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3,000 Pledge to Complete in Iowa

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DES MOINES—Three thousand Phi Theta Kappa Honor Society students, community college leaders and policymakers signed the completion pledge leading up to a gathering at Iowa's state Capitol to demonstrate and garner support for the Community College Completion Corps (C4) on March 5.

Representative Dave Dawson of Iowa House District 14 visits with Dr. Risley and Phi Theta Kappa members from Western Iowa Tech Community College.

Phi Theta Kappa Executive Director and CEO Dr. Rod Risley addressed more than 250 community college students and leaders along with Iowa’s legislators, highlighting the history and success of C4 in assisting students to complete their college credentials. He explained that statistics show the surest way for anyone to land a job in their chosen field is to earn a degree or certificate. Those statistics also show completing a degree or certificate program can increase lifetime earnings by up to $500,000 and lead to living a healthier life.

“A key to increasing community college completion is for the Legislature to enact a statewide articulation agreement between Iowa community colleges and senior colleges," Dr. Risley said at the Capitol. "College-to-college articulation agreements often are ineffective and poorly administered.  A statewide articulation system would ensure that all credits for an associate degree would be accepted.”

He encouraged policymakers to “move away from a philosophy of a right to fail, and support the right to succeed.”

The C4 initiative calls on each Phi Theta Kappa member and all community college students to pledge to complete their own as well as to support another student in the completion of their community college credential. Iowa community college leaders, trustees, administrators, faculty and staff have also taken the C4 pledge to assist students in completing their credentials. Iowa policymakers were also asked to show their support of completion by signing the C4 Banner.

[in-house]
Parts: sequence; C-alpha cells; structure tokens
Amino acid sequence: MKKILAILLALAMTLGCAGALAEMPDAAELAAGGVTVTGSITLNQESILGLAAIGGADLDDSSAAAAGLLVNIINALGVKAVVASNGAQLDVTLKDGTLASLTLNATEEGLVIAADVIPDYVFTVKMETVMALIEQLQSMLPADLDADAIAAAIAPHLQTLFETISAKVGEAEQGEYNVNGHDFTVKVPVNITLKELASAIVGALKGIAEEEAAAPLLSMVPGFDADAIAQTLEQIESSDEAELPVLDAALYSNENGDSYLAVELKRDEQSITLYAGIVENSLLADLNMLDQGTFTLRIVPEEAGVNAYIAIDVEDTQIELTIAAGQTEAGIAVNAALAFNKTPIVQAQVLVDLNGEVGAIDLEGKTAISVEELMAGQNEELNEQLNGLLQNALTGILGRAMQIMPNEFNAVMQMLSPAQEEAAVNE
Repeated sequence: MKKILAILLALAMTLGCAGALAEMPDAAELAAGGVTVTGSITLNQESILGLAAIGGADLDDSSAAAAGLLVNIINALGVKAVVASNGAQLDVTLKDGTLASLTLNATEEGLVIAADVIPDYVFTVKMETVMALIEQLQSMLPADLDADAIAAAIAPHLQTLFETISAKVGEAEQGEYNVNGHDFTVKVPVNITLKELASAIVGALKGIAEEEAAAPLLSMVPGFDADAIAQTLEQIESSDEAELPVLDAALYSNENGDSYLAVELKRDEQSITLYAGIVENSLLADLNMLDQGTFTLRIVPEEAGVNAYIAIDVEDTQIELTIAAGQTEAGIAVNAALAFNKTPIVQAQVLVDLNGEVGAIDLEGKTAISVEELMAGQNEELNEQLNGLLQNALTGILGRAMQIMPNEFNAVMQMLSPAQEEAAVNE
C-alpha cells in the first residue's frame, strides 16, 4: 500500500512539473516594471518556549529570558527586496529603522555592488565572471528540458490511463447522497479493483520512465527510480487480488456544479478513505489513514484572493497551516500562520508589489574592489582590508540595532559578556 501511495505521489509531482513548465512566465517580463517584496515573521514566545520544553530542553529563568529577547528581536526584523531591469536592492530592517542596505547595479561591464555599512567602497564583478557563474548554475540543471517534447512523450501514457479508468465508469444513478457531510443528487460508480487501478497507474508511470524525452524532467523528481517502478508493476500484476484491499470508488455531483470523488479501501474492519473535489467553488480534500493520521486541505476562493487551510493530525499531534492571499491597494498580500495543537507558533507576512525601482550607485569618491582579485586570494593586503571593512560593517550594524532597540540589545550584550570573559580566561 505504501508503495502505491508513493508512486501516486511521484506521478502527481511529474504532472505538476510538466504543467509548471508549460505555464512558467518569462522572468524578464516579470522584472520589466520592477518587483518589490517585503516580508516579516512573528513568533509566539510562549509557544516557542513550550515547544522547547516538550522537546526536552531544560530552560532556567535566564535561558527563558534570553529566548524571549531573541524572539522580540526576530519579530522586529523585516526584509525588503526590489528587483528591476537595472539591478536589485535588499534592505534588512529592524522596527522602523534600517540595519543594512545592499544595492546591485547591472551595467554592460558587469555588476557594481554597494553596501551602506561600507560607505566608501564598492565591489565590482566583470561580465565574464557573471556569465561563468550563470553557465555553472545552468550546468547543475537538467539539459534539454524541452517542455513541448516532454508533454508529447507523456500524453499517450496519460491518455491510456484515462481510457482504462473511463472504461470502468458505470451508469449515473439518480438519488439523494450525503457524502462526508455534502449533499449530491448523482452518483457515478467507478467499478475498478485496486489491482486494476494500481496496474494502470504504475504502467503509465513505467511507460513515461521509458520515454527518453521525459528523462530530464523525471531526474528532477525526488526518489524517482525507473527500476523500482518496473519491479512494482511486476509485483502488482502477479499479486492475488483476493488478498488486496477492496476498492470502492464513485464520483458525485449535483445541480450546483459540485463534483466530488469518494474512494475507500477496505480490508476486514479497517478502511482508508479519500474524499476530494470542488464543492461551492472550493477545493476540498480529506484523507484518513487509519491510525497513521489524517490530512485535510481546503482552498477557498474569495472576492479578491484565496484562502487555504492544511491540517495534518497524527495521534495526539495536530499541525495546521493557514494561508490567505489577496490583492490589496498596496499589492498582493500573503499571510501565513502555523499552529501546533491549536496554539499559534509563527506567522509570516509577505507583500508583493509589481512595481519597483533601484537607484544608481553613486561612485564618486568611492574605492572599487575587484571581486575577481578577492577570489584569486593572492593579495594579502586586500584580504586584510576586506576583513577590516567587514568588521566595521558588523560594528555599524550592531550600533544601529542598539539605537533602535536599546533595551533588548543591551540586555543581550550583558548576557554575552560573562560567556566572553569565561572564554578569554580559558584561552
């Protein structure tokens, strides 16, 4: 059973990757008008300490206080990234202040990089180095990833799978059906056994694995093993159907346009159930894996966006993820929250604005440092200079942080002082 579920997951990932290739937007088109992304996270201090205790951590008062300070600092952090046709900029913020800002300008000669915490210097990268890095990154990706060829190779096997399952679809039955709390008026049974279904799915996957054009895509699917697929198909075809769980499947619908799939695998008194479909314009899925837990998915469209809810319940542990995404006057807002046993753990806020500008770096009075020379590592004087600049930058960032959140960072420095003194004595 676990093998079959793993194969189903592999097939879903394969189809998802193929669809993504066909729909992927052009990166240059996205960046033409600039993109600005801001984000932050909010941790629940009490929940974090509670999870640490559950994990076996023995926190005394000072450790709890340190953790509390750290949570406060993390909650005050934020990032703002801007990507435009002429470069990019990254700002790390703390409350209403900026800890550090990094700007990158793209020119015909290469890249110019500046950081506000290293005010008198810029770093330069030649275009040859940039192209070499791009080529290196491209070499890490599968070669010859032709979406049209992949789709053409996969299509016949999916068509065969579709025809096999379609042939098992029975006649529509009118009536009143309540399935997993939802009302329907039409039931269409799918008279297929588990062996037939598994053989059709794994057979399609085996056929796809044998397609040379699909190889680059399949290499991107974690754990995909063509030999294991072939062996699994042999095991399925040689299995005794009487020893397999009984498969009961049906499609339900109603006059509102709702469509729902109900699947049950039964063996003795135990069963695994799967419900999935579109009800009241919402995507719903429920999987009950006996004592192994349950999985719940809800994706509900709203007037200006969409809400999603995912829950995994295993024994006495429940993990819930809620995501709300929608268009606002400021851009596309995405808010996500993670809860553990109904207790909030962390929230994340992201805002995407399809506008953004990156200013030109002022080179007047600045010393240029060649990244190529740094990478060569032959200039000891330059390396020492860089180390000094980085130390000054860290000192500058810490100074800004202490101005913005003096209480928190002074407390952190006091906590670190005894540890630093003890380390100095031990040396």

"In just the past year, all 15 of Iowa's community colleges, their Phi Theta Kappa chapters, faculty, staff and even non-Phi Theta Kappa students have pledged to support C4," said Mick Starcevich, Kirkwood Community College President and chair of the Iowa Association of Community College Presidents. "This personal commitment from these helping hands can make all the difference to students given the daily challenges some face. We encourage them to stick with this program, and we promise to never give up."

A number of the legislators also signed the C4 banner indicating their support, including Senate Education Committee Chairman Herman Quirmbach, D-Ames, who noted that Iowa State University, where he teaches, already has articulation agreements with each of the 15 community colleges.

“There is a strong recognition that we need to work together,” Quirmbach said. “Community colleges are the right start for a lot of students.”

“Earning a community college certificate or degree is a life-changing event for a student, making a difference in his or her lifetime earnings and quality of life," said Jerry Smith, Southwestern Community College Trustee and board chair of the Iowa Association of Community College Trustees. "Having worked in job training and placement throughout my entire career, I know the value of education when obtaining employment.

"Those of us who serve on the board of one of Iowa’s community colleges share a passion for improving the lives of students. C4 supports this passion by offering a helping hand as a student works toward his or her determined goal, and that in turn, benefits the student, his or her family, and the community.”

Read full coverage of the event at the C4 News site.

Iowa’s Phi Theta Kappa Region was founded in 1999 and this year has nearly 2,800 Community College honor students in Iowa’s 15 Community Colleges. Iowa has been recognized by the Society as a Distinguished Region, and Iowa chapters consistently rank among the Top 100 in Phi Theta Kappa.

Phi Theta Kappa Honor Society, headquartered in Jackson, Mississippi, is the largest honor society in higher education with 1,285 chapters on college campuses across the U.S., Canada, Germany, the Republic of Palau, Peru, the Republic of the Marshall Islands, the Federated States of Micronesia, the British Virgin Islands, the United Arab Emirates and U.S. territorial possessions. Nearly 3 million students have been inducted since its founding in 1918, with approximately 131,000 students inducted annually. Learn more at www.ptk.org.